The Vault Regulars

Wednesday, June 19, 2013

Loch an Eion bimble.

 Standing outside the SYH building Dorothy summed up the surroundings brilliantly. Everywhere you look they are so big. It doesn't matter which way i look.
I smiled and said there's another 1/3rd still up in the cloud yet.
We were of course facing Liathach in Torridon. It was grey, floor to ceiling of almost shear rock.
Today it looked like the glen was curtained, there was no sun shining on its slopes to pick out the colour or the detail. Quite foreboding, there was no gap between mountain and sky.
I'm not going up there, am I she said. Not today i replied.

 The path i chose today, i hadn't done before, and i was hoping that it wouldn't be too hard for her. I said tell me if you feel its too much and we will go back. My plan was to get to Loch an Eion below the bulk of Maol Cheon-dearg which would be an ideal turning point and a place to have lunch.

 I'm sure that many TGO challengers would pick this route on the first day out of Torridon and do it quite quickly.

 Cloud base was about 800m and grey, but it was pleasant as the sun occasionaly found its way through. We found the start of the path in Annat and said good morning to an elderly chap who looked like he was waiting for a bus or a lift.

 The path is a good one, obviously been used as a way through the glens for many a year, probably hundreds of years.
 Great views across to Liathach and Beinn Eighe and Sgurr Dubh beyond Loch Neumha. At one point the clouds lifted just above Liathach's highest point Spidean a Choire Leith giving me a chance to get a photo of the whole ridge. Then as quickly as it cleared, the tops disapeared again.
 During this spell of clear, Beinn Eighe was sparkling with its quantity of 600 million year old
Cambrian Quartzite and at the other end Beinn Alligin looked imense.

  Our rise was quite a gentle one, ideal for backpacking in fact. The geology again stopping us numerous times to visualise the glaciation. Numerous boulder fields have been left as the glacier melted and massive eratics abound. I can spend hours looking around these areas even though i know nothing really.

 Dorothy was doing really well, i had expected one or two moans but she was enjoying it. As we levelled out and the waterfalls came into view from Loch an Uilt-bheithe the loud sound of birds defending their territory startled us. It was so loud considering that the wind was picking up. I tried to see if i could make a bird fly so that i could identify it but alas no. The ground birds may have been further away than they seemed and my efforts were futile. As we moved on 100m the birds became quiet again.

 Approaching the Loch an Eion i found a good spot to stop for lunch, sheltered from the now very strong wind. The sky lowering itself down the slopes of Maol Chean-dearg. It was looking ominously like we were in for a downpour. We had not stopped long before the first smatterings of raindrops interupted our break. We had already put on our waterproofs because of the strong wind but now they were needed for real. Down it came with some force and the view of Liathach  and all the high tops disapeared completely.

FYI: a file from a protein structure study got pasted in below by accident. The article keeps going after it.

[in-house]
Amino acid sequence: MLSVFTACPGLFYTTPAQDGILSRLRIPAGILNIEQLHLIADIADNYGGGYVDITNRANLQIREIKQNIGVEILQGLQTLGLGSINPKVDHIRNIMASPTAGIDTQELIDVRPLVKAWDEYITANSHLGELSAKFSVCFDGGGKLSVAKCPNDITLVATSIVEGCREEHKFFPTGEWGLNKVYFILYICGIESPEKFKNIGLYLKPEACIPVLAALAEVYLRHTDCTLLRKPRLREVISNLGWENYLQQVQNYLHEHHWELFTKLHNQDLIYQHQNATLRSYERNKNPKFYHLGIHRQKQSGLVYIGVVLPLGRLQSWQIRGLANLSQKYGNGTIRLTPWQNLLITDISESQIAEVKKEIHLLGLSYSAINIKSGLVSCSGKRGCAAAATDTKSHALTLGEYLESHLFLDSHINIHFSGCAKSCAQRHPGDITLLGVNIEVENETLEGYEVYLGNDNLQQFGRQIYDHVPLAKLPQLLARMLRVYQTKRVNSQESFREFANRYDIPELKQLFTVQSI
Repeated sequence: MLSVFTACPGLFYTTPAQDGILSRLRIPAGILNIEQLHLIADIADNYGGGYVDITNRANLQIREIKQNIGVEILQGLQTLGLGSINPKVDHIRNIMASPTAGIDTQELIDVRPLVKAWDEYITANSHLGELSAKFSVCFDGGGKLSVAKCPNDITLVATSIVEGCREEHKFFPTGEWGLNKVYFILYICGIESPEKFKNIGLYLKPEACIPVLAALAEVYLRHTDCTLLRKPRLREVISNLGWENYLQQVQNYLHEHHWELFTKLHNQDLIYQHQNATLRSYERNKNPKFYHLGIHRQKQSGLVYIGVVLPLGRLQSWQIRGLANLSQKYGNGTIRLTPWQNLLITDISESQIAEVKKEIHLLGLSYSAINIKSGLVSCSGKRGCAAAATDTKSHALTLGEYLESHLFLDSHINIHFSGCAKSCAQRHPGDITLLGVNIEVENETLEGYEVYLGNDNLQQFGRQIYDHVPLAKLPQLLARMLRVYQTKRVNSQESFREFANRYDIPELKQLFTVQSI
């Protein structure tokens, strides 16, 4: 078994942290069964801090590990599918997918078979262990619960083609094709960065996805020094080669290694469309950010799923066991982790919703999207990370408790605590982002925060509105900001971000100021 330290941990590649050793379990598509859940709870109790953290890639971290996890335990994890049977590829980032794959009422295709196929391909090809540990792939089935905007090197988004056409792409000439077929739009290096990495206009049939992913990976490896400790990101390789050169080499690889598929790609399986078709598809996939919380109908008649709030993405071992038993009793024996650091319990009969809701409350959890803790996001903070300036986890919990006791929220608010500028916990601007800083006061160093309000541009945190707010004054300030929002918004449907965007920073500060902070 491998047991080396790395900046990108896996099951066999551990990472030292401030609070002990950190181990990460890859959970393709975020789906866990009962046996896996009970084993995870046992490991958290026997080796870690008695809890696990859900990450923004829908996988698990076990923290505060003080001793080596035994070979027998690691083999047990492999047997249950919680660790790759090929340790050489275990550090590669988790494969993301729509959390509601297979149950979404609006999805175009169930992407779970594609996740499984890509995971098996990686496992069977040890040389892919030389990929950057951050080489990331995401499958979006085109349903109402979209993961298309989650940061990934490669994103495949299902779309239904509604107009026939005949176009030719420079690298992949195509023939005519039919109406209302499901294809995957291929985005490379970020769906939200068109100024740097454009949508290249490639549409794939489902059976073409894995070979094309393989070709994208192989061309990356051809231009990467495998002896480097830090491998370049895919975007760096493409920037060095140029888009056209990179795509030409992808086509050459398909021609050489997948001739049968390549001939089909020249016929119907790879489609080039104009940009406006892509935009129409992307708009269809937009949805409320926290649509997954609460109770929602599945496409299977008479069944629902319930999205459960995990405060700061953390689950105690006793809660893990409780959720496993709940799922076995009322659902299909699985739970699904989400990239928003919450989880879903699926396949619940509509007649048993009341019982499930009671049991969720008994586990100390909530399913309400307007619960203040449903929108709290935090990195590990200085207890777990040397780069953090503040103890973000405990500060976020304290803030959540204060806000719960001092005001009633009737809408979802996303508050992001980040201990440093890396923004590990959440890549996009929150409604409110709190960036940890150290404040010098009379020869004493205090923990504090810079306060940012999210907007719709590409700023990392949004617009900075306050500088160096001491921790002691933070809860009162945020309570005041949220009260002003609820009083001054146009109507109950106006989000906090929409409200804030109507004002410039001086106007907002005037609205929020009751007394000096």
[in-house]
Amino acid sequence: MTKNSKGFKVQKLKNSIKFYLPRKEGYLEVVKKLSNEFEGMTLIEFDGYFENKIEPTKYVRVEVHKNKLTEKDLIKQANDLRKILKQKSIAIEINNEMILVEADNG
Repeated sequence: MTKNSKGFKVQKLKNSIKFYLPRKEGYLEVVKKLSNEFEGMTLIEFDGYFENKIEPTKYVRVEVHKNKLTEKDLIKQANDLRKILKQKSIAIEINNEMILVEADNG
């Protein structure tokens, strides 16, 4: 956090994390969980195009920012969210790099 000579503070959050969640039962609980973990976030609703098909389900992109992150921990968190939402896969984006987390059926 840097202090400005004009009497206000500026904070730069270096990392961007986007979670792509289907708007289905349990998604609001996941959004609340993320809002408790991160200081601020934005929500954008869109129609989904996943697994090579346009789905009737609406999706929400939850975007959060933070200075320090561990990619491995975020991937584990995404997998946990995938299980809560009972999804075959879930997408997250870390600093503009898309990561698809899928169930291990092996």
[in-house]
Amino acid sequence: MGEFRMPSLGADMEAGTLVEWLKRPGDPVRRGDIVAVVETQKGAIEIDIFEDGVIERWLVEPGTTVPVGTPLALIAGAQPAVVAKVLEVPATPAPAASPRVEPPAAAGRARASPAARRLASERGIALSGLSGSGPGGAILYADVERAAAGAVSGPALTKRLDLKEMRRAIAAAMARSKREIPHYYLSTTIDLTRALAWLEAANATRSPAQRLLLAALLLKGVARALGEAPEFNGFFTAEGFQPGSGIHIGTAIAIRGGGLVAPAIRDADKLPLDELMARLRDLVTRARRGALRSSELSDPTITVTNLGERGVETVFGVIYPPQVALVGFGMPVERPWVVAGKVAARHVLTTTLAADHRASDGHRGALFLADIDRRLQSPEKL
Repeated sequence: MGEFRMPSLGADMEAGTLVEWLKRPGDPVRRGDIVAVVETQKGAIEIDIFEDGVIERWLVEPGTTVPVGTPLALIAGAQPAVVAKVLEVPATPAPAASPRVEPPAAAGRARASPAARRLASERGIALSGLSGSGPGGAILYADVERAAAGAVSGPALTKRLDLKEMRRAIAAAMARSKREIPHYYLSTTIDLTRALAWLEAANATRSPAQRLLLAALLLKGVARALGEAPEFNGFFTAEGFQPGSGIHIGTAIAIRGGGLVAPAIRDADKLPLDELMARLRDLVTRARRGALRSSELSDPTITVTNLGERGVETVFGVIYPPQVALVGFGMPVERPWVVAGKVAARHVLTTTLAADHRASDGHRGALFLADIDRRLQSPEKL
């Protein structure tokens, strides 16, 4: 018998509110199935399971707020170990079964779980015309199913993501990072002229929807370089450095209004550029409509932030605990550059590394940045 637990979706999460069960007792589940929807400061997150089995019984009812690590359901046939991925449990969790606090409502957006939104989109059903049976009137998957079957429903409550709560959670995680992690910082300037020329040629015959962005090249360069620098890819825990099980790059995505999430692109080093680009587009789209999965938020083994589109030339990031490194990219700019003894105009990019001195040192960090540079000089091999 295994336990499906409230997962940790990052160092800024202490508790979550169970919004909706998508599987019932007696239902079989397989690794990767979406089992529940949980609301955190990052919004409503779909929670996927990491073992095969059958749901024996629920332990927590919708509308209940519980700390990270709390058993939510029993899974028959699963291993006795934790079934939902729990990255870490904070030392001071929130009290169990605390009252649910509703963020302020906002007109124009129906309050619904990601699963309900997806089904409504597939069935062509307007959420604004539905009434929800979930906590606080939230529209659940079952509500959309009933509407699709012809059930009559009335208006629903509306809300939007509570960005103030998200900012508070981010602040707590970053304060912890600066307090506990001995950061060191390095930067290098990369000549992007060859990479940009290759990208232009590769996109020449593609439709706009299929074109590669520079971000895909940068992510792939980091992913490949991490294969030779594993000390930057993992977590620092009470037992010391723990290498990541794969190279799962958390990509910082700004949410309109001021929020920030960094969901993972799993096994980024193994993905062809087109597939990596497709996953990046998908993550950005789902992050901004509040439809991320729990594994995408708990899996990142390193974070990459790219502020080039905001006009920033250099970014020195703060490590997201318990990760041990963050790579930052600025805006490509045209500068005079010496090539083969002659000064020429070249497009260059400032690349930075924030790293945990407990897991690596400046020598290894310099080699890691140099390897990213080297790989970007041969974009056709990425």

Time to head down i thought, not a place to have Dorothy slip sliding around on wet sandstone. Not that there was any complaining.

 When we reached the boulder field we met a mountain biker coming up, pushing his bike. He was a jolly guy, telling us why he was pushing his bike instead of spending all the energy in cycling. It seems that his wheels were spinning more than he liked and decided progress would be better pushing.

 He was meeting a group of friends coming up from the other side, and he was meeting them halfway. I presume he meant somewhere at the saddle or the bealach na Lice. He asked if we were staying at the Torridon Hotel where if were he would have a chat with us later. Unfortunately we weren't, which was a shame.

The rain was easing as we descended and before we got to the bottom it was almost like summer. Waterproofs off and back to daudling.

Reaching the Annat road the old boy we said good morning to hours ago, was still stood there, waiting. We sat in the car and finished off the coffee and sandwiches, we were going to offer him some when a car pulled up and he got in. How long he had been waiting before we set off is anyone's guess. Strange we thought.

A most pleasant few hours walk anyway.

Once again pictures won't load, i will keep trying.


Alan Sloman said...

I know this stretch ever so well. It's a wonderful walk, Alan. Well done to Dorothy too. It's a hike up there, but the view! The views are just jaw-dropping in their magnificence.
MCD is one huge bastard (pardon the English!) seen from whatever angle. It's heaven on earth.

AlanR said...

Agree fully Alan. Dorothy says she enjoyed it because it wasn't straight up but had a mixture of up and flat. The views were stunning, even when the rain swept the views away.

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